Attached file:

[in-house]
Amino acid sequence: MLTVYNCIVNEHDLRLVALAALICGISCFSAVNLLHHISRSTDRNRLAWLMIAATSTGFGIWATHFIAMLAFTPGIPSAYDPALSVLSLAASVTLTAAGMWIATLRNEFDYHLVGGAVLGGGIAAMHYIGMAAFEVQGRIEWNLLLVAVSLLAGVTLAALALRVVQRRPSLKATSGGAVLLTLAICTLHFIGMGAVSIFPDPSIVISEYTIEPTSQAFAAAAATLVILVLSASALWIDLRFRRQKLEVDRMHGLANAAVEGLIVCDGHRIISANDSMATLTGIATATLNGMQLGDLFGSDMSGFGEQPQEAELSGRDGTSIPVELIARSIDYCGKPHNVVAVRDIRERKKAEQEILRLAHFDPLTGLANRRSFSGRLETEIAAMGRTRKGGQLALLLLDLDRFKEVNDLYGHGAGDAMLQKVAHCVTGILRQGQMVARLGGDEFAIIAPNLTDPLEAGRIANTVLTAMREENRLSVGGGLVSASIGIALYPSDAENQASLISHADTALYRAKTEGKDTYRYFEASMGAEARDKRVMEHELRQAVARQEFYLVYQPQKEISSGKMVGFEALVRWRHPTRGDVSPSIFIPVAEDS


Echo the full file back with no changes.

[in-house]
Amino acid sequence: MLTVYNCIVNEHDLRLVALAALICGISCFSAVNLLHHISRSTDRNRLAWLMIAATSTGFGIWATHFIAMLAFTPGIPSAYDPALSVLSLAASVTLTAAGMWIATLRNEFDYHLVGGAVLGGGIAAMHYIGMAAFEVQGRIEWNLLLVAVSLLAGVTLAALALRVVQRRPSLKATSGGAVLLTLAICTLHFIGMGAVSIFPDPSIVISEYTIEPTSQAFAAAAATLVILVLSASALWIDLRFRRQKLEVDRMHGLANAAVEGLIVCDGHRIISANDSMATLTGIATATLNGMQLGDLFGSDMSGFGEQPQEAELSGRDGTSIPVELIARSIDYCGKPHNVVAVRDIRERKKAEQEILRLAHFDPLTGLANRRSFSGRLETEIAAMGRTRKGGQLALLLLDLDRFKEVNDLYGHGAGDAMLQKVAHCVTGILRQGQMVARLGGDEFAIIAPNLTDPLEAGRIANTVLTAMREENRLSVGGGLVSASIGIALYPSDAENQASLISHADTALYRAKTEGKDTYRYFEASMGAEARDKRVMEHELRQAVARQEFYLVYQPQKEISSGKMVGFEALVRWRHPTRGDVSPSIFIPVAEDS